This theory, alas, is now in terminal decline. First, one individual recovered his search skills after launching wild accusations against me and found that he had been contacted not once but twice.
    Yes, but not by you, but by your colleague Hanich. He was searching Lewandowsky instead of Hanich - faulty epistemology, obviously.
  3. hengistmcstone at 06:15 AM on 7 September, 2012
    This is great fun and Im tempted to point out that 666+45 =711 a clear reference to a supermarket.
    But climate science doesn't stand or fall on anything Prof Lewandowsky is saying here. Ive got to say I'm uncomfortable with this paper because whilst I fully support the consensus I am skeptical of some history in my lifetime. Conspiracy theorists get a bad press, and imho in the case of Apollo that's deserved.
    I would prefer the term Revisionist Historian (but maybe Im being paranoid there).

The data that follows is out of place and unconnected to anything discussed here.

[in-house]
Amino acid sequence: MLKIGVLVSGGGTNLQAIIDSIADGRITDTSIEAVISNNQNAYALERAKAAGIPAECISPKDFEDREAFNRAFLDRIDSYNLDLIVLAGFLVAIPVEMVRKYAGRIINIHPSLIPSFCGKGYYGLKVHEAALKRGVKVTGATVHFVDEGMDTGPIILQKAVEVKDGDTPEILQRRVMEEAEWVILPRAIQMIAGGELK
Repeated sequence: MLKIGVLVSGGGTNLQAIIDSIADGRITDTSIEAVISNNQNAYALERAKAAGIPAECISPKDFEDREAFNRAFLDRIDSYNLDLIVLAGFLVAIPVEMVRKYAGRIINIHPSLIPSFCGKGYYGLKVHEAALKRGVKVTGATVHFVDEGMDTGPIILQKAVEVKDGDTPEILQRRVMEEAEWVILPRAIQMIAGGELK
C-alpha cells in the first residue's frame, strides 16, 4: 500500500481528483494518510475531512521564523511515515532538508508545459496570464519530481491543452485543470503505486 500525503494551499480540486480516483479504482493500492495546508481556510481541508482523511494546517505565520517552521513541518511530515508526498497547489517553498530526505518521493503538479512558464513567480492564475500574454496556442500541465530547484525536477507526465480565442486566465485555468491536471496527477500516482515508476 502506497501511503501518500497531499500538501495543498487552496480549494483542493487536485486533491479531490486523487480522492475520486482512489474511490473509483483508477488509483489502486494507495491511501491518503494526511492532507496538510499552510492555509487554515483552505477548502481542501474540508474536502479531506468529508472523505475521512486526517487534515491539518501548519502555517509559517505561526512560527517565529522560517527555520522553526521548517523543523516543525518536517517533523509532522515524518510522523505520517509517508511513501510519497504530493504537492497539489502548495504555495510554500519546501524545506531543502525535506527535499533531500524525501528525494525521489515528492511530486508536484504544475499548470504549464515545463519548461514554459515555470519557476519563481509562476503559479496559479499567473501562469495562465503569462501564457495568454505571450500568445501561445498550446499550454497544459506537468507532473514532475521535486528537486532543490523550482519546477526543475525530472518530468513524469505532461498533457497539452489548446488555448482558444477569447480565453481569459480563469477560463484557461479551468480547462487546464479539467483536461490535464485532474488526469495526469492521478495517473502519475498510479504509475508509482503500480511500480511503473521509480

Anyhow I would certainly argue that expounding a conspiracy theory is an indicator of an enquiring mind, so climate denialists (or skeptics) should perhaps pursue that line of argument from here on.
  4. You say:
    We now also know that two of the people who were contacted even replied to my assistant's query.
    Oops. Oops.
    But the link you provide to desmogblog says no such thing. My epistemology is letting me down again. Can you tell us who were the people contacted who replied? Because Desmogblog doesn’t.
  5. You say:
    And thus, as sure as night follows day, the second theory was born, arising like Phoenix from the ashes of the first one. The second theory revolves around the dates of certain events: It turns out that I gave a talk at Monash University in Melbourne, during which I alluded to these data briefly, after having done a very rough preliminary analysis. This event occurred a few days after Mr. McIntyre had been contacted with a request to post a link.